Australia’s biggest manganese metals project may go 90% renewables

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Renewables could power up to 90% of major new manganese project, and show how cheap wind and solar can help Australia compete in refining and value-added products.

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The developers of what is expected to be Australia’s biggest manganese metals project are looking to source up to 90 per cent renewables for the electricity supply of its energy-intensive operations, and believe it could achieve price parity with Chinese suppliers if it does.

It is also a potential case study of how cheap renewables will enable Australian miners and companies to export value-added products to the world, rather than just ore.

Element 25 is a company that is looking to exploit a huge 260 million tonne resource of manganese, known as the Butcherbird project, about 100km south of Mt Newman in the Pilbara region of Western Australia.

It will need some 100MW of capacity to run the operations and the energy-intensive electrolysis needed to convert the ore into metal. About 6.5MWh (about the yearly use of an average household) is needed to make one tonne of metal.

There is a gas pipeline running past the project, but according to Element 25 executive director Justin Brown, relying on gas only – as other existing mines do – will not allow the project to be competitive with Chinese rivals, despite a new cleaner and cheaper process developed by CSIRO that takes the ore through various chemical processes to become sulphate and then to metal through electrolysis.

The gas-powered solution, Brown says, will deliver an electricity cost of around 12c/kWh, meaning that despite the efficient CSIRO process, it will still be well behind Chinese rivals, whose electricity costs have risen, thanks to rising coal costs, to around 7c/kWh.

So, his company is turning to wind and solar, and the analysis done so far with Advisian and others indicates that using a mixture of 50 per cent wind and solar will deliver a competitive price, likely around 9c/kWh all in. And if the share of renewables is lifted to around 90 per cent, then the company may be able to reduce its costs to even closer to the Chinese.

“We think we can improve on engineering to allow higher penetration of renewables, that will lower cost and the carbon intensity,” Brown says. That latter part is important, because Brown says that more and more international customers are demanding low-carbon supplies, and this creates added value.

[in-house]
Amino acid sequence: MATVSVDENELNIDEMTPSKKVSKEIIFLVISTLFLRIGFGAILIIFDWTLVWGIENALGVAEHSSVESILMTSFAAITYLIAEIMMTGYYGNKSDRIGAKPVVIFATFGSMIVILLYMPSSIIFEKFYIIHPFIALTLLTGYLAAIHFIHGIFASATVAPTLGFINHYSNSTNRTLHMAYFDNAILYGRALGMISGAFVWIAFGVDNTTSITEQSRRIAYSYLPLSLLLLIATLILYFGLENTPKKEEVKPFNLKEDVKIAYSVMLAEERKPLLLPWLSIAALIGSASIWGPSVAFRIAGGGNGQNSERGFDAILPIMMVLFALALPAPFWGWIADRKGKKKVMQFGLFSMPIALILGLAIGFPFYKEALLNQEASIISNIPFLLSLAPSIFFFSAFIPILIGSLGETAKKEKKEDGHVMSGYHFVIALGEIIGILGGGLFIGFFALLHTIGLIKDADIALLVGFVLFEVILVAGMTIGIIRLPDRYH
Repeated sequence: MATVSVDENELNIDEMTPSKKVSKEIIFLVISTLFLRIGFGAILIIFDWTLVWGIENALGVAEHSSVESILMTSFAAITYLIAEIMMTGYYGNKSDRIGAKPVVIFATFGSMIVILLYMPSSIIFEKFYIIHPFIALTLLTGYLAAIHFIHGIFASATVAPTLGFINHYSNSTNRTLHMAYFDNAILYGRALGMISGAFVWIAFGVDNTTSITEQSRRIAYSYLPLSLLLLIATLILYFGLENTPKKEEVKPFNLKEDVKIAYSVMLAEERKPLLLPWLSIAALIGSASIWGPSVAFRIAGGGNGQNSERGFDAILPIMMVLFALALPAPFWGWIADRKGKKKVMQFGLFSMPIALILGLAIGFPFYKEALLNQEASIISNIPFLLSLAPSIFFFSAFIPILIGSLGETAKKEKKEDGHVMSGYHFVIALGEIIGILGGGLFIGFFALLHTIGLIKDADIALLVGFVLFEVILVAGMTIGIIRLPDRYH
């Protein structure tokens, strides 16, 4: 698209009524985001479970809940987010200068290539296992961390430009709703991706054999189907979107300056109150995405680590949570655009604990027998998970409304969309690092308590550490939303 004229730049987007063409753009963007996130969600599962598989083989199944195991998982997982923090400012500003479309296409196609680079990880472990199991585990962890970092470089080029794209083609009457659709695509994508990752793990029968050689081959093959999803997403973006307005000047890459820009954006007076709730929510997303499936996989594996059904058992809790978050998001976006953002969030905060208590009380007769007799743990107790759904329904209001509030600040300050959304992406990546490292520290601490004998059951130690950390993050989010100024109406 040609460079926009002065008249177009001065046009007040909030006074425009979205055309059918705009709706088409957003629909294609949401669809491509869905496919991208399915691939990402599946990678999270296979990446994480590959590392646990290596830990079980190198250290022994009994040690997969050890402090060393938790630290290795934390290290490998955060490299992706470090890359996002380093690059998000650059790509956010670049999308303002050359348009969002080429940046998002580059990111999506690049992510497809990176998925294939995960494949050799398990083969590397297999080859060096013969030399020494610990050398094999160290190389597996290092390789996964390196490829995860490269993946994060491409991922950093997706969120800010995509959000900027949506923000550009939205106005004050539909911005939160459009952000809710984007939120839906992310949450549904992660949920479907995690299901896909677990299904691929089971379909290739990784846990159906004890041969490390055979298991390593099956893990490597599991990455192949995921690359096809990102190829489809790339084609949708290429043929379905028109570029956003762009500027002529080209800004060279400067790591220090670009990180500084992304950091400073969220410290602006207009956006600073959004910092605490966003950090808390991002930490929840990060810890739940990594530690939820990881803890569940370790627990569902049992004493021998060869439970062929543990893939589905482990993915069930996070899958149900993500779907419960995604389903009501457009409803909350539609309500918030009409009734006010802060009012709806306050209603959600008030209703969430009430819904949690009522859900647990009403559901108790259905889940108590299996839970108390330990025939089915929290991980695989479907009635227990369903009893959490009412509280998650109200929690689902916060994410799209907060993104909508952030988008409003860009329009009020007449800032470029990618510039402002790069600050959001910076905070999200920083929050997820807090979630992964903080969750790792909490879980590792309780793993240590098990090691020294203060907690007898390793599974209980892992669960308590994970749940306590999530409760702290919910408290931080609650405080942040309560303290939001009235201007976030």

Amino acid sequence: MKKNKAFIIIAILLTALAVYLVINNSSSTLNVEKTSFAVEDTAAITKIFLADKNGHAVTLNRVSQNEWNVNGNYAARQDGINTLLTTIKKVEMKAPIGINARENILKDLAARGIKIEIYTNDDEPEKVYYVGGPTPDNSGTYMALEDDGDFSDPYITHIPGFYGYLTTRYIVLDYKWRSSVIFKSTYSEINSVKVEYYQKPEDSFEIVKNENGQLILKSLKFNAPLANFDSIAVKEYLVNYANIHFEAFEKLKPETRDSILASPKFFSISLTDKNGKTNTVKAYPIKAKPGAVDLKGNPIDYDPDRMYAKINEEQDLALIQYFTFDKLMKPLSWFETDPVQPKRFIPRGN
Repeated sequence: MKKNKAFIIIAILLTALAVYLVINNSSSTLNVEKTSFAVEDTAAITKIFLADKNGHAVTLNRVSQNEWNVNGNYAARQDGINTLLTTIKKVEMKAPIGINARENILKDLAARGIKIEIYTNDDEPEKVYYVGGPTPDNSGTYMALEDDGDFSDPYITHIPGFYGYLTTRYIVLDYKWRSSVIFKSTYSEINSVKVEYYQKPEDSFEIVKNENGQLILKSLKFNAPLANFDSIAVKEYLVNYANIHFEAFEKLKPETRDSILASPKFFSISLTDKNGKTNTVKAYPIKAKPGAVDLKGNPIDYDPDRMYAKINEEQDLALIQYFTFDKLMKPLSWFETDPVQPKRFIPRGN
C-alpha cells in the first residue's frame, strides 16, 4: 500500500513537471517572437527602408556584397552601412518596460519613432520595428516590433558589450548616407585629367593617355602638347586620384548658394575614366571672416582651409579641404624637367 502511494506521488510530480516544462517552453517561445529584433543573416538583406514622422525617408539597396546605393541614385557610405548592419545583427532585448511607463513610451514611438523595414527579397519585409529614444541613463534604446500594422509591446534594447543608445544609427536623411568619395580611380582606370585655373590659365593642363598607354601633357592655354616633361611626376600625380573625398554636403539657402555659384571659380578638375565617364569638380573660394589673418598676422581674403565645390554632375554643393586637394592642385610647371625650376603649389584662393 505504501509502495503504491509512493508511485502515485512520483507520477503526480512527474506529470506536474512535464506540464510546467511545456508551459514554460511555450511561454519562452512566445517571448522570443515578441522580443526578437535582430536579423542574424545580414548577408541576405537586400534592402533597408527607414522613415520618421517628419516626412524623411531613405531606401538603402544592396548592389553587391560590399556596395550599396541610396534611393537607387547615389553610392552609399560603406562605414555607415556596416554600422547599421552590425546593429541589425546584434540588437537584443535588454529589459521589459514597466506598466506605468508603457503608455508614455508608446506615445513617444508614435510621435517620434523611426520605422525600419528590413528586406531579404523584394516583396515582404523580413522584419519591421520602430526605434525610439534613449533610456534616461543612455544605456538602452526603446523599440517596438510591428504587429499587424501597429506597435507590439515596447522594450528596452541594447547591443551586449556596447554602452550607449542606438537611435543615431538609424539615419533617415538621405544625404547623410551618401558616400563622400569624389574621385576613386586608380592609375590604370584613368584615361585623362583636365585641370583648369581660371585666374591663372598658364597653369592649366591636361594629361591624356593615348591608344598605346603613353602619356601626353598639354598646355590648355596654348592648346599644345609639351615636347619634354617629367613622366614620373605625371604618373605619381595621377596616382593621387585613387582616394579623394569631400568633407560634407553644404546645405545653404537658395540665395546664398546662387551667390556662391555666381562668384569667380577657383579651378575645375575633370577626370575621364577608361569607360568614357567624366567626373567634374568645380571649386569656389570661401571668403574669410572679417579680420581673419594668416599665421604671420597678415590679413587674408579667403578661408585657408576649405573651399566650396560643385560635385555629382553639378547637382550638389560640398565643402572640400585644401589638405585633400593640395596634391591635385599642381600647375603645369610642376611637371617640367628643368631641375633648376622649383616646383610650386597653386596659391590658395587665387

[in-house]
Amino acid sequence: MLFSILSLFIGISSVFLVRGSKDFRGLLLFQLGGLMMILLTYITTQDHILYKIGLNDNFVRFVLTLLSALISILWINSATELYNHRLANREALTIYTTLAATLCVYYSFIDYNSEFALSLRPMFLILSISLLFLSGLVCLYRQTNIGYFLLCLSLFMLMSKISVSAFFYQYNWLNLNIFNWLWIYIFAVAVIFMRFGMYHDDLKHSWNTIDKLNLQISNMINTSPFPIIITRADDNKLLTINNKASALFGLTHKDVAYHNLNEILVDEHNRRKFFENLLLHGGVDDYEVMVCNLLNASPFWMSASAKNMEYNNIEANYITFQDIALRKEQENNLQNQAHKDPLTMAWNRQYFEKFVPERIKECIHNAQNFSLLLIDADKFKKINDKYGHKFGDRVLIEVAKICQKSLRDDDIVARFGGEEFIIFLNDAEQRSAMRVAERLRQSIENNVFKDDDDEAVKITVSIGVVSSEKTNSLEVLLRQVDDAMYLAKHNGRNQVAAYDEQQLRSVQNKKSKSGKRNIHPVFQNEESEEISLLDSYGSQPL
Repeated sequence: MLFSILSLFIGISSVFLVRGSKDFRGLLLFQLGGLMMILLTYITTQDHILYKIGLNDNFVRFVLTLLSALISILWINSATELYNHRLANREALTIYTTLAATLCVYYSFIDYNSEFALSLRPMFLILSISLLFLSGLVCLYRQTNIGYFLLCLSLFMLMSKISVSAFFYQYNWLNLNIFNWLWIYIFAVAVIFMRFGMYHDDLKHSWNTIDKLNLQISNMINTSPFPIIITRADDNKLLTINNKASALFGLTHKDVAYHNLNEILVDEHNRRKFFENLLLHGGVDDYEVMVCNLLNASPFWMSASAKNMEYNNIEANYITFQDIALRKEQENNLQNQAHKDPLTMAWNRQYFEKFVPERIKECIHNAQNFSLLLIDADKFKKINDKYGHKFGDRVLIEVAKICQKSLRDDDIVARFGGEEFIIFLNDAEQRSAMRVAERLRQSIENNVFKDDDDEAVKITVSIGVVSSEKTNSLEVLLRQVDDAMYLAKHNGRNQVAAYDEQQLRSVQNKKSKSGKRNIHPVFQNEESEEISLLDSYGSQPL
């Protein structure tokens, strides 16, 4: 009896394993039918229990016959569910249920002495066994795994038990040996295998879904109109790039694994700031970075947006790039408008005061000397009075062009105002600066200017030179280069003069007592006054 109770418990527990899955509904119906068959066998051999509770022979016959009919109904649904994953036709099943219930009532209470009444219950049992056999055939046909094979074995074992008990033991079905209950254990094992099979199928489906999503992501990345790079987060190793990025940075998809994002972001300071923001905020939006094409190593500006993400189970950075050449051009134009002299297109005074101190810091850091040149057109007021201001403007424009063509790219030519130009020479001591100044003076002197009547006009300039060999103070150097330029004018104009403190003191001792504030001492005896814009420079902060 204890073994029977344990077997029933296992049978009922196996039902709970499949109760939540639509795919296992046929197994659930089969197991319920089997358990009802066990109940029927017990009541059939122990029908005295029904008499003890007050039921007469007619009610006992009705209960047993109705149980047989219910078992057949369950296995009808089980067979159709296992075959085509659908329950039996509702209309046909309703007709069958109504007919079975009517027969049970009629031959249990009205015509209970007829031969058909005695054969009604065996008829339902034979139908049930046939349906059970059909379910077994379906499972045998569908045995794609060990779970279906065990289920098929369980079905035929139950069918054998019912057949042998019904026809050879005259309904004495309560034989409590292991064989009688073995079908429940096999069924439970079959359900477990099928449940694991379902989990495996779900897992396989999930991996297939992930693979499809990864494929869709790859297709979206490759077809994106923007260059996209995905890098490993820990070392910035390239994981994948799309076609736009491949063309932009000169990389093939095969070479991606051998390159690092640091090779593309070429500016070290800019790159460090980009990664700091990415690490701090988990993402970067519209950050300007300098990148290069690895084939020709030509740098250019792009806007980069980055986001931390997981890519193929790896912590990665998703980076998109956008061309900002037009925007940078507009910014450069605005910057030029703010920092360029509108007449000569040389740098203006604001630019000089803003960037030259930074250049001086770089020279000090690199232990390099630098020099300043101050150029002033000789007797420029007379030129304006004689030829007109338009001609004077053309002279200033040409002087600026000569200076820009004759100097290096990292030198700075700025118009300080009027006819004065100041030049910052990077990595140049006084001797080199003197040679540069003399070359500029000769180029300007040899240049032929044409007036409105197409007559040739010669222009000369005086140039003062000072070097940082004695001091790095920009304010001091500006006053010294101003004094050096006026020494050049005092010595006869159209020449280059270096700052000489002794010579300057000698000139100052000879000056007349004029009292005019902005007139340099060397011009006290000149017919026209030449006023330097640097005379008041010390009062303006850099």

Element 25 is working with Murdoch University and Advisian to investigate exactly how far the company can go with renewables, and various forms of storage, pushing the limits of variable renewables in such off-grid installations, and the impact on “variables” such as voltage and current.

As with other miners and processors, reliability is the key, but as the several hundred miners and energy providers have heard at the Energy and Mines conference in Perth this week, more and more miners are turning to renewables and storage to lower costs, cut emissions and improve reliability.

The common theme here is that 50 per cent renewables to power mine sites will be considered standard. But higher shares of renewables are inevitable, because the cost reductions will be even greater.

Brown notes that while much of the talk in Australia is about using renewable hydrogen to deliver a zero-emissions and cost competitive fuel export to Asia, Australia should also be thinking about using that cheap wind and solar to increase its manufacturing and processing industries in Australia.

“I think there is a huge opportunity for industry, and for the refining and processing of copper, lead, zinc, and manganese. It can be a viable alternative to just shipping the ore out,” Brown said.

“We want to be leaders in this space. Renewable energy-powered electro-winning of metals embeds the renewable energy into the products for export.”

A similar view is held by the proponents, including CWP Renewables, Macquarie and Vestas, of the massive 11GW Asian Renewable Energy Hub project, also in the Pilbara.

The focus of that Pilbara project has been on exports, either through a sub-sea link to Indonesia or through green hydrogen to north Asia, but it is also looking at industrial opportunities, in processing and manufacturing. Steel maker Sanjeev Gupta and professor Ross Garnaut speak of the same opportunities.

Brown says the power solution for Butcherbird is going out to tender, and because the mine will have a long life – 25-50 years – then a lengthy power purchase agreement will also help with the pricing. A final decision is expected over the next 12 months.

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